Wells Fargo assessed postpetition charges on this loan while in bankruptcy. However, it was not the assessment of the charges, but the conduct which followed that this Court found sanctionable. Despite assessing postpetition charges, Wells Fargo withheld this fact from its borrower and diverted payments made by the trustee and Debtor to satisfy claims not authorized by the plan or Court. Wells Fargo admitted that these actions were part of its normal course of conduct, practiced in perhaps thousands of cases. As a result of the evidence presented, the Court also foundWells Fargo's actions to be egregious. There is also no question that Wells Fargo exhibited reckless disregard for the stay it violated.
        The imposition of punitive awards are designed to discourage future misconduct and benefit society at large.39 Sanctions are "not merely to penalize those whose conduct may be deemed to
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warrant such a sanction, but to deter those who might be tempted to such conduct in the absence of such a deterrent."40
        The Supreme Court, in Pacific Mutual Life Ins. Co. v. Haslip, ruled that punitive damage awards must address both reasonableness and adequate guidance concerns to satisfy the Fourteenth Amendment's due process clause.41 The Fifth Circuit developed a two part test to help courts determine whether the requirements set forth under Haslip are met: "(1) whether the circumstances of the case indicate that the award is reasonable; and (2) whether the procedure used in assessing and reviewing the award imposes a sufficiently definite and meaningful constraint on the discretion of the factfinder."42
        In BMW of North America, Inc. v. Gore, the Supreme Court examined three (3) factors in determining the propriety of a punitive damage award:
1) "the degree of reprehensibility;"
2) the ratio between the punitive damages and the actual harm; and
3) "the difference between this remedy and the civil penalties authorized or imposed in comparable cases."43 
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        A. Degree of Reprehensibility
        "[I]nfliction of economic injury, especially when done intentionally through affirmative acts of misconduct, or when the target is financially vulnerable, can warrant a substantial penalty."44 Wells Fargo did not adjust Jones' loan as current on the petition date and instead continued to carry the past due amounts contained in its proof of claim in Jones' loan balance. It also misapplied funds regardless of source or intended application, to pre and postpetition charges, interest and non-interest bearing debt in contravention of the note, mortgage, plan and confirmation order. WellsFargo assessed and paid itself postpetition fees and charges without approval from the Court or notice to Jones.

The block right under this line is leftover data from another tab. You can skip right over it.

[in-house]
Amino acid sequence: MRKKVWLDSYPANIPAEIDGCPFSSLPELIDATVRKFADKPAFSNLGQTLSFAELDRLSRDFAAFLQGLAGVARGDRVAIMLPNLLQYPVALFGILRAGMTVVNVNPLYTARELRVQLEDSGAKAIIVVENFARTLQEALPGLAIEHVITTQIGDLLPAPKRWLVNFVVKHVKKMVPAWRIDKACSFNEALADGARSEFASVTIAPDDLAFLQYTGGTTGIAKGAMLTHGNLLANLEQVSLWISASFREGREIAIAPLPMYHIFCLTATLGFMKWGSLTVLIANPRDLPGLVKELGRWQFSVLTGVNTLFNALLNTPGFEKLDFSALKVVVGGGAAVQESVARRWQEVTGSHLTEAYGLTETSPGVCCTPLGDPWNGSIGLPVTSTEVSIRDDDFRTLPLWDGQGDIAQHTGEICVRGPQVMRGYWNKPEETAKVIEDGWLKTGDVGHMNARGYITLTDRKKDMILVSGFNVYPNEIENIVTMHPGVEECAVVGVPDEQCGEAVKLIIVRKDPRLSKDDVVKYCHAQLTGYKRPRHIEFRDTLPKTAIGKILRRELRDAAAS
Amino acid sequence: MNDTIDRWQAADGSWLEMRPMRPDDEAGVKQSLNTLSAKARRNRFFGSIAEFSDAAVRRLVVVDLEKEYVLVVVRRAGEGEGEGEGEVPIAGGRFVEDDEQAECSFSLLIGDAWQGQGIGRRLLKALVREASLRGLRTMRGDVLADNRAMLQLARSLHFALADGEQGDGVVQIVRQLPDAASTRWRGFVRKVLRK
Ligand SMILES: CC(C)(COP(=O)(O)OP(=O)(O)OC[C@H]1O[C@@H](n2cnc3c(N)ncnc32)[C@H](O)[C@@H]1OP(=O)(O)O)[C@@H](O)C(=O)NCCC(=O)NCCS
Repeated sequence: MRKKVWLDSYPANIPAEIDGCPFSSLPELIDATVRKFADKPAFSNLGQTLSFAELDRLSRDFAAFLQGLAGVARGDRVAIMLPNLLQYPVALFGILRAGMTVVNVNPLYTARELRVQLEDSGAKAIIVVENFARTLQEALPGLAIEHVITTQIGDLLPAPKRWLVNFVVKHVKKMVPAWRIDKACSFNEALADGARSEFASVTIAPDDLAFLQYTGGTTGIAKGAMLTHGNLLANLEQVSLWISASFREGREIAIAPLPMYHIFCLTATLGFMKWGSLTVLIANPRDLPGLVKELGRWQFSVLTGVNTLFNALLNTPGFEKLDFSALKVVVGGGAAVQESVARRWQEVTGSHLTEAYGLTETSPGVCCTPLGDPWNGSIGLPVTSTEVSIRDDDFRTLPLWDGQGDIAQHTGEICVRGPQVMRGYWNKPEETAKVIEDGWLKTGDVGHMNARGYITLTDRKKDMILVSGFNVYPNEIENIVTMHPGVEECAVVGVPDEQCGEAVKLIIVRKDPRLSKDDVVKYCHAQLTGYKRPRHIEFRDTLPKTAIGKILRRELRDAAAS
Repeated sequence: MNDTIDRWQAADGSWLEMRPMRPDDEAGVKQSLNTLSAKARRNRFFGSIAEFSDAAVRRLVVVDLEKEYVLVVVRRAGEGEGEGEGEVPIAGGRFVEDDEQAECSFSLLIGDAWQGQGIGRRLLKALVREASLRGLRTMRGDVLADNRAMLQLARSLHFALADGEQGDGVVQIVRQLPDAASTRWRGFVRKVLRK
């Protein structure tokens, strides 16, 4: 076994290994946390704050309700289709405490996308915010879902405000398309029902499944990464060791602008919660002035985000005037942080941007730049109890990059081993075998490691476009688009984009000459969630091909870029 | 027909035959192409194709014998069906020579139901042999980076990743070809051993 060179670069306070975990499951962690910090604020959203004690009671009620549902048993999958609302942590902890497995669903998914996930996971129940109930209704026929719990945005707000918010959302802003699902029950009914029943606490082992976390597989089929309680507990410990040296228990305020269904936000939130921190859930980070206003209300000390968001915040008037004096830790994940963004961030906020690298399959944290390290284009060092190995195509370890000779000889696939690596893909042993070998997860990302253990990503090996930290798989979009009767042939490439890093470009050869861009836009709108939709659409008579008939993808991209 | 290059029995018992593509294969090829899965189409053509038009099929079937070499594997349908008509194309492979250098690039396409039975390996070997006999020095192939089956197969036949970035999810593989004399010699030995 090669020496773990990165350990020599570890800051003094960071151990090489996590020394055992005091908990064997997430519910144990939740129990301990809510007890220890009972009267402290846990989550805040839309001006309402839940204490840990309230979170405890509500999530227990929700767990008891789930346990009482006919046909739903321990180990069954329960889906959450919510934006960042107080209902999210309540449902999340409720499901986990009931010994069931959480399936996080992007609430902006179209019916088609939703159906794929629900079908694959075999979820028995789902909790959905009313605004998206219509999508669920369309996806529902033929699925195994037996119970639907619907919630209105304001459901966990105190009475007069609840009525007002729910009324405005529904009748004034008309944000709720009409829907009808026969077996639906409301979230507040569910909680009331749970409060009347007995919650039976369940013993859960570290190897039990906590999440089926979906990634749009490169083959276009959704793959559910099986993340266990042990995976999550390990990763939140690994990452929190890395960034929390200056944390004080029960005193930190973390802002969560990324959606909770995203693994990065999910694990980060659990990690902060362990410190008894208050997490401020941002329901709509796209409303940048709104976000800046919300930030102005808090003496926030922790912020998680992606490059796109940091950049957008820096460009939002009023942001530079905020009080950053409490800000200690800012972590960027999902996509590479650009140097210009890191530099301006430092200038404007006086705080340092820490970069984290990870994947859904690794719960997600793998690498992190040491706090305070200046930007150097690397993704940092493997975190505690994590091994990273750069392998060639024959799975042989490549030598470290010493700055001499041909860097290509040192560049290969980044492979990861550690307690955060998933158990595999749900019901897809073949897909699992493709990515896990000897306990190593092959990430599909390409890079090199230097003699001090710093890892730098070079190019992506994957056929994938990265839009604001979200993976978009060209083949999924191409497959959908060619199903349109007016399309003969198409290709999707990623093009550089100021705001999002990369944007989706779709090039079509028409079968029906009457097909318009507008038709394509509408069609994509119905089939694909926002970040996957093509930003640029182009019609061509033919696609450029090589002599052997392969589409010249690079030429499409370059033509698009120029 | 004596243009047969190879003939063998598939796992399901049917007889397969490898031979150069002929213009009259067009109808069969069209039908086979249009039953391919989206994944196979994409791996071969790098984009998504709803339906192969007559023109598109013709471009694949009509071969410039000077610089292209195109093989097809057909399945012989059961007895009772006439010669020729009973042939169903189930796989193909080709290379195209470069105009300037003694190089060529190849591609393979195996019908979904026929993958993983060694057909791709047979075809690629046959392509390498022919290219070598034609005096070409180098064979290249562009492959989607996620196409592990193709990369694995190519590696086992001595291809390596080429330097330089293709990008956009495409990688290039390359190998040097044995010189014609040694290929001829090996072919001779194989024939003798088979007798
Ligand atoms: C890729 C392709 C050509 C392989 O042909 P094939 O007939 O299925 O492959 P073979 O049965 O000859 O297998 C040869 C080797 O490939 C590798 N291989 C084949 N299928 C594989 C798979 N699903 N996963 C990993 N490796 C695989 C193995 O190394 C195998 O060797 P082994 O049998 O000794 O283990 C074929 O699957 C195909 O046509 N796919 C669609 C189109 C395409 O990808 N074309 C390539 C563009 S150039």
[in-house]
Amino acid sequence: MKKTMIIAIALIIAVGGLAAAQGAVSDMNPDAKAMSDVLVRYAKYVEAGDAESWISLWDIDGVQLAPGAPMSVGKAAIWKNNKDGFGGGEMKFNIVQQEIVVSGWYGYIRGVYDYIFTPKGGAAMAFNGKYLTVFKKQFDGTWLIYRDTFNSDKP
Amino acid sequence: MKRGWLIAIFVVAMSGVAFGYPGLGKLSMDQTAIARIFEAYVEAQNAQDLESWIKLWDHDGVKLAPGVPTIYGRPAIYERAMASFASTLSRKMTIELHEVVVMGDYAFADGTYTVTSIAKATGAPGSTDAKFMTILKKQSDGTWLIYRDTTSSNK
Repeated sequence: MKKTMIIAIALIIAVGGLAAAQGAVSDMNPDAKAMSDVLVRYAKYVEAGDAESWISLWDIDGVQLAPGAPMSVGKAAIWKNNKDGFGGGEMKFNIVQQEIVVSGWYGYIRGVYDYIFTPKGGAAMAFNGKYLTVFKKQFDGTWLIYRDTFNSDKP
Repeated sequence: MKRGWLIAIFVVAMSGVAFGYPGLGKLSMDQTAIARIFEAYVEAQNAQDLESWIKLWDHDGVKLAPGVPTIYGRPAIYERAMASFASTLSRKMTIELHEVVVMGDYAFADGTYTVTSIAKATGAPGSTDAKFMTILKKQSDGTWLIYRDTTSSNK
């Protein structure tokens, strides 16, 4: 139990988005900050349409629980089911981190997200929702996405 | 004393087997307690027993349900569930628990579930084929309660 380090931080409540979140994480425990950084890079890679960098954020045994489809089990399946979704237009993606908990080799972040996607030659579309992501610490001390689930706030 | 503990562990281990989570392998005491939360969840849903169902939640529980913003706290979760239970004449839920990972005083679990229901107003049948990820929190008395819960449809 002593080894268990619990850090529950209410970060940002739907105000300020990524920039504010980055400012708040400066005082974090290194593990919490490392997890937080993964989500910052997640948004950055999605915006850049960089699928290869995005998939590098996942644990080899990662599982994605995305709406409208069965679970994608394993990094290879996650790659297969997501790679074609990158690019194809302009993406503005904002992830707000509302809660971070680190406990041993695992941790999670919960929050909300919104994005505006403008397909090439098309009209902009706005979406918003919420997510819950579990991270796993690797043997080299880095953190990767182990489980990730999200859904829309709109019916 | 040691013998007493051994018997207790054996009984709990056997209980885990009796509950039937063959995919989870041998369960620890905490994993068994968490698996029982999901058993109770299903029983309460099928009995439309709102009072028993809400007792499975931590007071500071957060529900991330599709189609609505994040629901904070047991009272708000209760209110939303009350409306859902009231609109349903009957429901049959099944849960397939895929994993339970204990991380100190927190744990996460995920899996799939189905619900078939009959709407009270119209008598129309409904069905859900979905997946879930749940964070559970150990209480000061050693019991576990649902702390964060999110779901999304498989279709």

The net effect of Wells Fargo's actions was an overcharge in excess of $24,000.00. When Jones questioned the amounts owed, Wells Fargorefused to explain its calculations or provide an amortization schedule. When Jones sued Wells Fargo, it again failed to properly account for its calculations. After judgment was awarded, Wells Fargo fought the compensatory portion of the award despite never challenging the calculations of the overpayment. In fact, Wells Fargo's initial legal position both before this Court45 and in its first appeal46 denied any responsibility to refund payments demanded in error! The cost to Jones was hundreds of thousands of dollars in legal fees and five (5) years of litigation.
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        While every litigant has a right to pursue appeal, Wells Fargo's style of litigation was particularly vexing. After agreeing at trial to the initial injunctive relief in order to escape a punitive damage award, Wells Fargo changed its position and appealed. This resulted in:
1. A total of seven (7) days spent in the original trial, status conferences, and hearings before this Court;
2. Eighteen (18) post-trial, pre-remand motions or responsive pleadings filed by Wells Fargo, requiring nine (9) memoranda and nine (9) objections or responsive pleadings;